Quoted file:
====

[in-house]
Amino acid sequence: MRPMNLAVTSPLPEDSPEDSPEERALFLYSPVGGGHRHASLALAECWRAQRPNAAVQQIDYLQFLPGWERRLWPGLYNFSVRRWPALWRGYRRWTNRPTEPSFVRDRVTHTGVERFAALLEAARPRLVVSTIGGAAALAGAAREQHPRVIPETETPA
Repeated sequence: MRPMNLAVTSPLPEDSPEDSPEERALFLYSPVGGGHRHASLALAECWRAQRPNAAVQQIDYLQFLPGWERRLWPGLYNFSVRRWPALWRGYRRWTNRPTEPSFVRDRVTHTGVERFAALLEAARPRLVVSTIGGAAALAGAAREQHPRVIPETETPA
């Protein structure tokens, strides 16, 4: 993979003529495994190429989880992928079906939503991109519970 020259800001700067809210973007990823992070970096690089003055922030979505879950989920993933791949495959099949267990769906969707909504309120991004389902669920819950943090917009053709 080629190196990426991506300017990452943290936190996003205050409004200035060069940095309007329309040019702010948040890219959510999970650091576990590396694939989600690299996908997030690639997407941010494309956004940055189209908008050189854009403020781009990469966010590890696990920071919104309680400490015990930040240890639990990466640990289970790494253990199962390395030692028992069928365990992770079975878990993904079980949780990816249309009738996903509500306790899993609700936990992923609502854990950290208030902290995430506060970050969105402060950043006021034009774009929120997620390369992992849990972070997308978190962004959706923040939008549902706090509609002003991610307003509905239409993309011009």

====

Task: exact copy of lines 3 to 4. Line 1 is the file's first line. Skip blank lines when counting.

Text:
Repeated sequence: MRPMNLAVTSPLPEDSPEDSPEERALFLYSPVGGGHRHASLALAECWRAQRPNAAVQQIDYLQFLPGWERRLWPGLYNFSVRRWPALWRGYRRWTNRPTEPSFVRDRVTHTGVERFAALLEAARPRLVVSTIGGAAALAGAAREQHPRVIPETETPA
């Protein structure tokens, strides 16, 4: 993979003529495994190429989880992928079906939503991109519970 020259800001700067809210973007990823992070970096690089003055922030979505879950989920993933791949495959099949267990769906969707909504309120991004389902669920819950943090917009053709 080629190196990426991506300017990452943290936190996003205050409004200035060069940095309007329309040019702010948040890219959510999970650091576990590396694939989600690299996908997030690639997407941010494309956004940055189209908008050189854009403020781009990469966010590890696990920071919104309680400490015990930040240890639990990466640990289970790494253990199962390395030692028992069928365990992770079975878990993904079980949780990816249309009738996903509500306790899993609700936990992923609502854990950290208030902290995430506060970050969105402060950043006021034009774009929120997620390369992992849990972070997308978190962004959706923040939008549902706090509609002003991610307003509905239409993309011009």